A few weeks ago we had some pretty bad storms here and the room in the barn where our chickens lived leaked pretty bad. So we decided one Sunday that we needed to build them a stand alone chicken coop. We skipped church to start working on this thing…lo and behold the sermon we missed was on Remember the Sabbath. Oops.
We worked on this coop every night after work and exactly 7 days after dreaming up this idea, the chickens were moved in. Boom! Talk about productive.
We decided that if we were going to build this thing, we were going to do it right. And it was going to be cute. Nothing redneck or ghetto looking over here. Also, the chickens would be moving from behind the barn and up on the hill, to the middle of the pasture. Right where we can see them. So yeah, it had to look good.
The coop stands 6′ tall on the right, down to 5′ tall on the left. Inside the first outside door, brings you into a little “mud room” of sorts.
We are so glad we built this space into the coop! The chicken food is held in a metal can and we have access to the nest boxes, solar panel controls, and then into the coop area itself. This interior door is 5′ tall, with a chicken wire “window”.
We have since switched to pine bedding in the nest boxes. They can spread that out more without laying eggs directly on the wood. Also, we painted the nest boxes black because we heard they like to lay their eggs in dark places.
The roosting bars are 2″ dowel rods secured about 2′ off the ground. The chickens hop right up, no problem. Even the baby chicks get up there easily. No need for any ramps. We read that you need about 8″ of space per chicken on the roost bars, so we can hold our 14 chickens easily, with room for a couple more.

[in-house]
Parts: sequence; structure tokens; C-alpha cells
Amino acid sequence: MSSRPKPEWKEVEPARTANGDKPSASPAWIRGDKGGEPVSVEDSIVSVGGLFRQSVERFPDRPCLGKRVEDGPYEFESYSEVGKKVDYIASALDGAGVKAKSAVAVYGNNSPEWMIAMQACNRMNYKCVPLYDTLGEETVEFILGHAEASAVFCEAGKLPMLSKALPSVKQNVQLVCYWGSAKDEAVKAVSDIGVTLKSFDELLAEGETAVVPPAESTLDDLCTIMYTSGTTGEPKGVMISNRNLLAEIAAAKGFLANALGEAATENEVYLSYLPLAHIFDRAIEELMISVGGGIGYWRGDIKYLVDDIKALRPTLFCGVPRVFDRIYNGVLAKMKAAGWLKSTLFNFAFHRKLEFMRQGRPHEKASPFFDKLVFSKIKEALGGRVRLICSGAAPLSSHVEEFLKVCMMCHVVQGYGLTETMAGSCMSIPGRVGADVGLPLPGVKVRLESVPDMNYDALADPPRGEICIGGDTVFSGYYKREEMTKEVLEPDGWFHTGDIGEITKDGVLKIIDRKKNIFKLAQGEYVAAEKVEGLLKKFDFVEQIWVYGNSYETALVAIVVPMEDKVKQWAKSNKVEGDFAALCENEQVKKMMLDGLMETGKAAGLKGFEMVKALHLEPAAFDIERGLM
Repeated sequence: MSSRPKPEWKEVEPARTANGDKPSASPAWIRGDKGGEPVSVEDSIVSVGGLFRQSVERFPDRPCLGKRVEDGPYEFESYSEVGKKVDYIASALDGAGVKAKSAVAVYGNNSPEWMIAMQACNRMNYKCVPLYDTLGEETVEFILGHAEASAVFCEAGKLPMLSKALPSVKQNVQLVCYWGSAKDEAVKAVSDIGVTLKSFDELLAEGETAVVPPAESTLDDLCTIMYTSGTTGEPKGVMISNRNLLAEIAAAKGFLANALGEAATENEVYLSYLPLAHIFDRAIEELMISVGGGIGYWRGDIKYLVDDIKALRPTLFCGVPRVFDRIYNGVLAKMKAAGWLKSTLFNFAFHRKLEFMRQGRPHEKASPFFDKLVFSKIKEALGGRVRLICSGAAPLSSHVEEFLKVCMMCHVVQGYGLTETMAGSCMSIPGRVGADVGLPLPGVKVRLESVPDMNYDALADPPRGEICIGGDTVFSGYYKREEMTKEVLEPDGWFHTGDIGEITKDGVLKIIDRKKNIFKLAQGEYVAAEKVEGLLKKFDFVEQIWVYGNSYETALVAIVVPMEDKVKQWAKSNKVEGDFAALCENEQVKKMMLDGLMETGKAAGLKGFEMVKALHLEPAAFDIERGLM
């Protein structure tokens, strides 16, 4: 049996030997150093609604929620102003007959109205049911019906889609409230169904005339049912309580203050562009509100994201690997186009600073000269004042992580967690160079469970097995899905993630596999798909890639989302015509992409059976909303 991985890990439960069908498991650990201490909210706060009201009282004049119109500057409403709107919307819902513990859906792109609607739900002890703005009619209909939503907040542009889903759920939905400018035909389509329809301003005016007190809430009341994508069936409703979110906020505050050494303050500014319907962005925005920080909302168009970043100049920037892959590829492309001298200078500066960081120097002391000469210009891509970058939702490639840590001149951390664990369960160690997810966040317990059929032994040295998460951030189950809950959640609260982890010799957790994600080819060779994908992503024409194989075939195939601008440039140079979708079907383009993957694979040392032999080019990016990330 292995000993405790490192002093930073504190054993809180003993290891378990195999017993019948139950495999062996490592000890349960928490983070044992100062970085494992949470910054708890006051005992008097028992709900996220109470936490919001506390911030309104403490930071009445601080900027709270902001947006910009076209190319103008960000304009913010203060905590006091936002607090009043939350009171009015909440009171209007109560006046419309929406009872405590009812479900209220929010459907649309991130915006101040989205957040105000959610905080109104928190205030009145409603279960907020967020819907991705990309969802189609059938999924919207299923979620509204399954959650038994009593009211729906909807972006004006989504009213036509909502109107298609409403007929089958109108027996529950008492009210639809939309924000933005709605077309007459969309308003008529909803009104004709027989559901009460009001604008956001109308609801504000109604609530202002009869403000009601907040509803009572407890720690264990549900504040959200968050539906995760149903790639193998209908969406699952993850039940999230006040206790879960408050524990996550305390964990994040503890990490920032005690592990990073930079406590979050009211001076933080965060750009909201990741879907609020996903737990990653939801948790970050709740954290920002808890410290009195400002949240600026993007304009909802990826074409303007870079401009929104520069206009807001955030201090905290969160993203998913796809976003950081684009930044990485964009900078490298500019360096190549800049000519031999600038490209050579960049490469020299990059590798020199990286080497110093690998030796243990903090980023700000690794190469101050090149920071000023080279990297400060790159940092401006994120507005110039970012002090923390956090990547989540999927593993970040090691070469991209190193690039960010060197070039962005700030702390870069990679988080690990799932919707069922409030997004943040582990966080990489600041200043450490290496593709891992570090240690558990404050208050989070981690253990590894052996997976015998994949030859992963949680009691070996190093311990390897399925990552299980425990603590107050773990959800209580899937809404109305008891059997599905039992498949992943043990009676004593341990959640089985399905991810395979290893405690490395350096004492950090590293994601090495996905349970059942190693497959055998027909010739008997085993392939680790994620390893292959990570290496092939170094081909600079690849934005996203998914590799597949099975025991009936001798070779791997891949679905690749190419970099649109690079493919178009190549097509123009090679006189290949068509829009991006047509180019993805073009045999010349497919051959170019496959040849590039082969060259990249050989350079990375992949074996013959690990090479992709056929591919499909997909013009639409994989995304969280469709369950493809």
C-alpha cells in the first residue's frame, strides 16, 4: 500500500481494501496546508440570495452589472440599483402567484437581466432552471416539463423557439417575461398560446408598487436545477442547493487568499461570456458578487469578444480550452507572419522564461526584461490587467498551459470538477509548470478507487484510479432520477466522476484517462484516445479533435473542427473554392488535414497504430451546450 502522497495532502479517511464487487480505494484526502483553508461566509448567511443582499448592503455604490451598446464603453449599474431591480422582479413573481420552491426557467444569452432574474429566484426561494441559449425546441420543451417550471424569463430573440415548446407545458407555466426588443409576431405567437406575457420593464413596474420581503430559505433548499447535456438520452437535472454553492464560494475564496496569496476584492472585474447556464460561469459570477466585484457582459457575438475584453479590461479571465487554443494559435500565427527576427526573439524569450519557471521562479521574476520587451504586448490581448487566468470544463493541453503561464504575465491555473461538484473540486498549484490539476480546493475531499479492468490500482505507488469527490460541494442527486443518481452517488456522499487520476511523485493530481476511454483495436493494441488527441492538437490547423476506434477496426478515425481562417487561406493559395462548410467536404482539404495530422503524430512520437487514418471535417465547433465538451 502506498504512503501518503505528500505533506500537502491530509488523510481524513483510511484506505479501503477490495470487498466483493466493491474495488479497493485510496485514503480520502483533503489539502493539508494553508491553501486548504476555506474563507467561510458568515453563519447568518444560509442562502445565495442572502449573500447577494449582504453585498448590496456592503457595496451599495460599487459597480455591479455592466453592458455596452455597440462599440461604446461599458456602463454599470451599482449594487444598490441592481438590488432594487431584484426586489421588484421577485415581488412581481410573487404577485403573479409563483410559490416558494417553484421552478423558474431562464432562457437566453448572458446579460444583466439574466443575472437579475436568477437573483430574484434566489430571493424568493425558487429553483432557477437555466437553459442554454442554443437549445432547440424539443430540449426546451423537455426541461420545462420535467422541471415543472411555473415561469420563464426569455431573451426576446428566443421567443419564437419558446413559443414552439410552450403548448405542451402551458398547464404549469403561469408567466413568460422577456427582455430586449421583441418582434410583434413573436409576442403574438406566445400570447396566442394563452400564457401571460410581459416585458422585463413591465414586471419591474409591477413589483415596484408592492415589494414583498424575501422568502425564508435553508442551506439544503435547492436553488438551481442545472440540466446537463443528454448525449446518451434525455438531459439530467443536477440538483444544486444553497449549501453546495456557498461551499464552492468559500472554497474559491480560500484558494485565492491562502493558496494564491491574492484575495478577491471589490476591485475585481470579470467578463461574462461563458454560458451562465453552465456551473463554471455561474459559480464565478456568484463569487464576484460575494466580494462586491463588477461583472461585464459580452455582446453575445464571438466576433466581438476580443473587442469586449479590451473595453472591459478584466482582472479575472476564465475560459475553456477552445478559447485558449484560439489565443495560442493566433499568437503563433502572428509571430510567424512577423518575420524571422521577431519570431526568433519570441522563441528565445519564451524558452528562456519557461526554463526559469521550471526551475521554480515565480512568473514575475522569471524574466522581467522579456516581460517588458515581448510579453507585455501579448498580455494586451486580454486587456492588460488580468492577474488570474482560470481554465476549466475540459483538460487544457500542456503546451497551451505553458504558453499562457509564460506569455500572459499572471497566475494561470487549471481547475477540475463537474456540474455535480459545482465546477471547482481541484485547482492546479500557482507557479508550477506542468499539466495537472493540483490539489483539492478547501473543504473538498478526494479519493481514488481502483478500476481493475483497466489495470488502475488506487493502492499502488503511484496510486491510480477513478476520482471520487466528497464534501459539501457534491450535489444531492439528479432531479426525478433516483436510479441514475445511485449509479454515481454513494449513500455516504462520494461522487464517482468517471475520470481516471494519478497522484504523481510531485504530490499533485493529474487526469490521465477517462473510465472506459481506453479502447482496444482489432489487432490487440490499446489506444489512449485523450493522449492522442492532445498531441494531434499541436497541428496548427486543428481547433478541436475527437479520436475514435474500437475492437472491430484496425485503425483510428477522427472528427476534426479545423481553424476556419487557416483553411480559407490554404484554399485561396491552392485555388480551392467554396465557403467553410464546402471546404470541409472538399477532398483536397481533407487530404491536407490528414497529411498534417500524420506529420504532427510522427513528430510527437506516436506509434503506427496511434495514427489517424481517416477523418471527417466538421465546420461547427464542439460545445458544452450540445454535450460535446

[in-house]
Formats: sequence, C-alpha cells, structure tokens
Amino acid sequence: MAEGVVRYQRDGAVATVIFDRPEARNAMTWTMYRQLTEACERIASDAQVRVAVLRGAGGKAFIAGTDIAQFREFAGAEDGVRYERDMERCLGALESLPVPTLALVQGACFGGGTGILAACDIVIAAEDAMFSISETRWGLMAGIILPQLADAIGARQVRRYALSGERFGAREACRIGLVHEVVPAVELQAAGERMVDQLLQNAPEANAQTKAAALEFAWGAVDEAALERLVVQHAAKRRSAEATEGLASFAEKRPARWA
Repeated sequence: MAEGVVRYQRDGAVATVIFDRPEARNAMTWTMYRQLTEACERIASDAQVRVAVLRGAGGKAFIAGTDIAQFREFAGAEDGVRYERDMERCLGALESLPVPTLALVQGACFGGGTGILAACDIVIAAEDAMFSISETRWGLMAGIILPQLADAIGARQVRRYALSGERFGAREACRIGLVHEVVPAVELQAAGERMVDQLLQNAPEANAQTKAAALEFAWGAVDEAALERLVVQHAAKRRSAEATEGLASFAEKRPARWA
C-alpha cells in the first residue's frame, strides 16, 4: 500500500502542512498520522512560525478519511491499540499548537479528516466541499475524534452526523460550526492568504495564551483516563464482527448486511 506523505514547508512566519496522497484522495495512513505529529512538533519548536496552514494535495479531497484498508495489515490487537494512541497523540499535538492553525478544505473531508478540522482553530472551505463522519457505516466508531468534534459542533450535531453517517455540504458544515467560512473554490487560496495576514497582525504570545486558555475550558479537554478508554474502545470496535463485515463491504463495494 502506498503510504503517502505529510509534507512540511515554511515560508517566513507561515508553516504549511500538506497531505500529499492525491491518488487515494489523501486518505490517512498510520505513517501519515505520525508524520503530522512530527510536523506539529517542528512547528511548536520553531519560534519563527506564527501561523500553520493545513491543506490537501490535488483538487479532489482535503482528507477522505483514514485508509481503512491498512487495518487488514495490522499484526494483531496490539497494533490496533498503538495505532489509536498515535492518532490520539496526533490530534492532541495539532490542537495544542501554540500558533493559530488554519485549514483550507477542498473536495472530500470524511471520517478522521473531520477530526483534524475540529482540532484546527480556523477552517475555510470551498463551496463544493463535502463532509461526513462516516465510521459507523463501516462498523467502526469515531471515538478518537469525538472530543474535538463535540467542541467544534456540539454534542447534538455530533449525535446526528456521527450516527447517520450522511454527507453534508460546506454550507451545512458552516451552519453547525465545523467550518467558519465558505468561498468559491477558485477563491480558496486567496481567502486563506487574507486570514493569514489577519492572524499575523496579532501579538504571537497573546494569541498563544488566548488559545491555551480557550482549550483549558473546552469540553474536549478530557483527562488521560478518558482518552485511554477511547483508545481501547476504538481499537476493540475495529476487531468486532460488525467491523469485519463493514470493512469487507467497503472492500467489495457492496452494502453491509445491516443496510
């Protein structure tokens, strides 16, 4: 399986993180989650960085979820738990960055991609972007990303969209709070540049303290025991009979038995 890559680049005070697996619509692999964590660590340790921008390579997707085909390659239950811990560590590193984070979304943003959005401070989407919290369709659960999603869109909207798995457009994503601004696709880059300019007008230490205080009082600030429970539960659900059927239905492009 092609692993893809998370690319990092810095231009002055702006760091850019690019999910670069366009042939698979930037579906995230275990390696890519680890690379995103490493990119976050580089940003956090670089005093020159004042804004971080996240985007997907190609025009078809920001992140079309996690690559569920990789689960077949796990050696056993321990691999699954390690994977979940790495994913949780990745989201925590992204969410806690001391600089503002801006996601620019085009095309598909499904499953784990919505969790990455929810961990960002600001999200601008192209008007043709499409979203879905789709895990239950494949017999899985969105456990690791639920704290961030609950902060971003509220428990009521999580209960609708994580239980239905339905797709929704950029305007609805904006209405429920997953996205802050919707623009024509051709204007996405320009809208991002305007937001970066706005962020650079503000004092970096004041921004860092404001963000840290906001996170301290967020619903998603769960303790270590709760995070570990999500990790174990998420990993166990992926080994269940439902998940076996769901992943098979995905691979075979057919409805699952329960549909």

The floor of the coops is the cheapest sand I could find at Home Depot. It’s almost gravely which is great because then I don’t need to give the chickens grit. Also, sand is great for clean up! I simply rake the poop into a pile and use a kitty litter scoop to sift it out. I do this about once a week.
The rest of the coop is all painted white and the roof is clear plastic corrugated sheets. This will let the maximum amount of daylight in, which is crucial for egg production!
You may have noticed the light in one of the above pictures. We hooked up a solar panel to one end of the coop and the cubby above the nest boxes holds a battery, charge controller, power inverter and timer. This LED light comes on in the morning and in the afternoon. We think we need a couple more solar panels though…this experiment is still a work in progress… stay tuned for more on that.
The coop also has a clear awning, which can be seen to the left in the above photo. Their food and water is hung from the rafters and the whole area underneath stays nice and dry. We have a gutter system hooked up to catch all the roof water and funnel it into a barrel. That way we always have water readily available to fill their waterers.
Finally, there is hardware cloth stapled along the entire bottom of the coop…to keep rats from chewing through the Pullet Palace. Being in a new location, we do not have rats…unfortunately I think it’s only a matter of time.
The chickens have 3 different runs they can graze in and we can rotate them through each one. Each run is approximately 14′ x45′ long and is covered on top with Bird Netting. We had a bald eagle come down and take one of our neighbors chickens, so we need to keep the birds of prey OUT. Since our chickens have been out in the open pasture, we’ve had a lot of falcons and hawks come perch nearby and scope out the situation too… I hope our bird netting works!!
So, that’s The Pullet Palace. We think we’ve incorporated all the things we’d ever want in a chicken coop. Plus it’s definitely big enough for our flock. We are SO HAPPY with how this turned out!!